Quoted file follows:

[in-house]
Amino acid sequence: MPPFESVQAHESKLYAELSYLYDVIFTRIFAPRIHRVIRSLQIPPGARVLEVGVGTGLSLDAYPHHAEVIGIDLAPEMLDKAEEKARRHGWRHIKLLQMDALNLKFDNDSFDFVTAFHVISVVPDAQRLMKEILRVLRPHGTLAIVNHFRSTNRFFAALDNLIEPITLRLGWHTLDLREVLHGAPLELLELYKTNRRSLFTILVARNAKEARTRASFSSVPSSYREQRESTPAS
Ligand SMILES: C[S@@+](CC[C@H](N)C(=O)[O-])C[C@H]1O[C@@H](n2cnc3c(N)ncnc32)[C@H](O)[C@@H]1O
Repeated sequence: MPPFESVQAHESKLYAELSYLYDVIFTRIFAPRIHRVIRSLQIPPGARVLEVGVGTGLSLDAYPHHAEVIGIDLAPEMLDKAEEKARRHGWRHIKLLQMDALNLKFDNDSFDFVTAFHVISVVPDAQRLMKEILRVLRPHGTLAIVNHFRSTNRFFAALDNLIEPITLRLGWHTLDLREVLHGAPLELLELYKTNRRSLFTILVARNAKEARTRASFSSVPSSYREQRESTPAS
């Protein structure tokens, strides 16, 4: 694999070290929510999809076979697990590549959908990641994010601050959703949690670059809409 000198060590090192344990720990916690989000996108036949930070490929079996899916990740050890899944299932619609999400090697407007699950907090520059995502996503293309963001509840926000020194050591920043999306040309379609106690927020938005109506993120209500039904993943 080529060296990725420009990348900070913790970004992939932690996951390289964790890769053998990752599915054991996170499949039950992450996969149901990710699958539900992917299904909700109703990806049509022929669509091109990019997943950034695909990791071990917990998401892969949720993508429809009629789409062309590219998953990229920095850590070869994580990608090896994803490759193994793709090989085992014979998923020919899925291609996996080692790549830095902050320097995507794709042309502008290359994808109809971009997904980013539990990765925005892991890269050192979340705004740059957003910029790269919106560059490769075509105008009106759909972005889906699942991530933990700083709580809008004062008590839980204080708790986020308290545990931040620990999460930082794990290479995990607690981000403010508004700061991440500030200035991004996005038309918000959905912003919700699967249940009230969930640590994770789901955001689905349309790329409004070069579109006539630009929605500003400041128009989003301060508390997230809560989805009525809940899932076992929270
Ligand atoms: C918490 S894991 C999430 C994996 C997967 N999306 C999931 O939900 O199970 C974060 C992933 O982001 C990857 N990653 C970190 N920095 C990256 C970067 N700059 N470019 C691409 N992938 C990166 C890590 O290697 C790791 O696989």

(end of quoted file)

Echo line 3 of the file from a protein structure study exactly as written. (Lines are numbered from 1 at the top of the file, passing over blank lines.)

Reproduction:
Ligand SMILES: C[S@@+](CC[C@H](N)C(=O)[O-])C[C@H]1O[C@@H](n2cnc3c(N)ncnc32)[C@H](O)[C@@H]1O